Carbon Monoxide Poisoning

Authored by , Reviewed by Dr Colin Tidy on | Certified by The Information Standard

Carbon monoxide is a poisonous gas that has no smell. Even small amounts can deprive the body of oxygen and even lead to brain damage in severe cases. Here are the symptoms of carbon monoxide you need to know about and how to protect yourself in the first place.

Most of us have either got a smoke detector in our homes or at least are aware that we should have one. But two thirds of UK households don't have a carbon monoxide detector, putting themselves at risk of carbon monoxide poisoning.

Carbon monoxide competes with oxygen to be carried around the body in our red blood cells. The trouble is, it's hundreds of times more efficient than oxygen at attaching to the cells. That means that even small amounts can deprive our bodies of vital oxygen. In severe cases, it can cause irreversible brain damage by starving the brain of oxygen.

Carbon monoxide is produced when fuels (gas, coal, charcoal, wood, oil) don't combust fully. That means that poorly fitted or unserviced cookers, boilers and gas fires are the main sources. In summer, barbecues used in enclosed spaces (even if they seem to have gone out) are a major hazard.

The risk of carbon monoxide poisoning is lower than it was in the 'bad old days' when gas was mostly produced from coal. In those days, thousands died in the annual London smogs produced by wood and coal-burning fires in the inner cities. Gas used to be produced from coal, with large amounts of carbon monoxide given off as a by-product.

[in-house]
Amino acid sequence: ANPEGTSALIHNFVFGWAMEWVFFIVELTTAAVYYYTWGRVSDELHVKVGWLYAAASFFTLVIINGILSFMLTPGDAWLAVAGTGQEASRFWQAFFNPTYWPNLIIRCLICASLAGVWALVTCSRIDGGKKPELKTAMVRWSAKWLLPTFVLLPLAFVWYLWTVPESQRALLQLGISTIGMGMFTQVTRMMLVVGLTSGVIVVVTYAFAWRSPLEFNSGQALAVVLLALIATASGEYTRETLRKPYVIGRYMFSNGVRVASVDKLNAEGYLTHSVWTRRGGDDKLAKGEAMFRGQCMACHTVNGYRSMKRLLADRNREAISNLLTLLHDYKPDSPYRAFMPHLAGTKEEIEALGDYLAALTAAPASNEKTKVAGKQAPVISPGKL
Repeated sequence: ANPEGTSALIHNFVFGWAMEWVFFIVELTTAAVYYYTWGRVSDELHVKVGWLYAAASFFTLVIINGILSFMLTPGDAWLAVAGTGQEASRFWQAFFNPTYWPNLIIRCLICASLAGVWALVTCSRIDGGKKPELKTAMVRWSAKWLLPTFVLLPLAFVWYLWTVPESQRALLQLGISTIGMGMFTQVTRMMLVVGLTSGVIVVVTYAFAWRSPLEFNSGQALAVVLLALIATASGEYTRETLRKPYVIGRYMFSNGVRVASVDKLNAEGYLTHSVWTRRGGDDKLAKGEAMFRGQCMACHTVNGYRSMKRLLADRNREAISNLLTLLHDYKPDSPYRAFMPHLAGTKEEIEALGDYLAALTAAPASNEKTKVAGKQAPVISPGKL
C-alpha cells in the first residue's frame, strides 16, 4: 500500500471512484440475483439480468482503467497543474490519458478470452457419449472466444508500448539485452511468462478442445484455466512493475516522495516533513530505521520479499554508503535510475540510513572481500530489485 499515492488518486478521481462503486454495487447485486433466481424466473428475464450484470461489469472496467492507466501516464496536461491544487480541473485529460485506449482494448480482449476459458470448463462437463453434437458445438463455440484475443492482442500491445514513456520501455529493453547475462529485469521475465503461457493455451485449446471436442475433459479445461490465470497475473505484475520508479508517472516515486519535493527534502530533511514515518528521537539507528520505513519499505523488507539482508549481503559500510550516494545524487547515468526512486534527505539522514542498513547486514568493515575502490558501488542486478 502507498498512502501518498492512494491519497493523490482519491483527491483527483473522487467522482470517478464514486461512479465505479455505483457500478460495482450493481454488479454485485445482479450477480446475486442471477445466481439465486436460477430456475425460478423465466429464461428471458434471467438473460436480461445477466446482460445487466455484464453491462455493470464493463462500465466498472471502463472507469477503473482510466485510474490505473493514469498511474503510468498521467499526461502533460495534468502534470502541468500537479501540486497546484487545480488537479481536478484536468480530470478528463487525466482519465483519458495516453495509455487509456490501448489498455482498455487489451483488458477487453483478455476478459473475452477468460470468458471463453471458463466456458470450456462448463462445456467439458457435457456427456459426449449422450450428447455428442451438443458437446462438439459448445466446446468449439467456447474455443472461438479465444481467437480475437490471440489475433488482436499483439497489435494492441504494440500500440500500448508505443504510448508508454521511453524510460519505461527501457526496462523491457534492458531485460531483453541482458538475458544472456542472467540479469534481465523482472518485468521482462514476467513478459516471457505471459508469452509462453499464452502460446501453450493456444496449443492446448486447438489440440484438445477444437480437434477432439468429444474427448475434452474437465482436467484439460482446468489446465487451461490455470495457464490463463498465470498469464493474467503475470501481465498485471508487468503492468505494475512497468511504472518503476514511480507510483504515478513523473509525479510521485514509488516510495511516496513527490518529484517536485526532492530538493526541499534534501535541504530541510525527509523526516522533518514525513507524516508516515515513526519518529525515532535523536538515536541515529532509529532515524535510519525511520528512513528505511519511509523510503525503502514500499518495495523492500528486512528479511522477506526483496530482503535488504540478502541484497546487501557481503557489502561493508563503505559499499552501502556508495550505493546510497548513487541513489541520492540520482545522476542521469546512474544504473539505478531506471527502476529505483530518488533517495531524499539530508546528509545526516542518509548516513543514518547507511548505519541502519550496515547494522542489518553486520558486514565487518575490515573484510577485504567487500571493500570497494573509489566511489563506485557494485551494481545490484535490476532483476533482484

These days, most of our gas comes from North Sea gas. And now, blocked gas flues or vents, poorly serviced gas fires or ovens, and any solid fuel stove are among the current culprits in carbon monoxide poisoning.

Car exhausts give off carbon monoxide if the engine is left running in a confined space such as a garage. And almost every year brings headlines about unwary campers poisoned by a paraffin camping stove or disposable barbecue left burning in an unventilated tent overnight.

There are around 50 deaths from accidental carbon monoxide poisoning in England and Wales every year. And as many as 4,000 medical visits, according to figures from theDepartment of Health - see Further Reading at the end of this leaflet.

However, even coroners may have difficulty diagnosing carbon monoxide poisoning as a cause of death - which means the figures could be a significant underestimate. For hospital visits, the figures may also be skewed because carbon monoxide isn't always recognised as the cause of symptoms. For instance, a study in the USA put the figures at 50,000 people affected per year. If a similar proportion of the UK population was affected, it would bring the figure up to 10,000 medical visits a year.

Anyone can be affected by carbon monoxide poisoning. However, you are at higher risk if you:

  • Do not have your gas kitchen and heating appliances serviced regularly.
  • Have a gas appliance fitted by anyone who is not a Gas Safe registered engineer.
  • Have recently had ventilation changes made to your home (eg, installation of double glazing).
  • Use a fire in your hearth and do not have your chimney swept regularly (at least once a year, or twice a year if you are burning wood or coal).
  • Have recently had a cooking or heating appliance installed.
  • Do not have a carbon monoxide alarm.
  • Have noticed an increase in condensation or sooty marks around any of your appliances.
  • Use your gas stove or oven to heat a room as well as to cook, or have brought a barbecue inside a tent for heat.

It is important to remember that even if you have your appliances serviced regularly, your neighbours may not. Living in any accommodation that is not a detached house means there is a risk of carbon monoxide from neighbouring properties.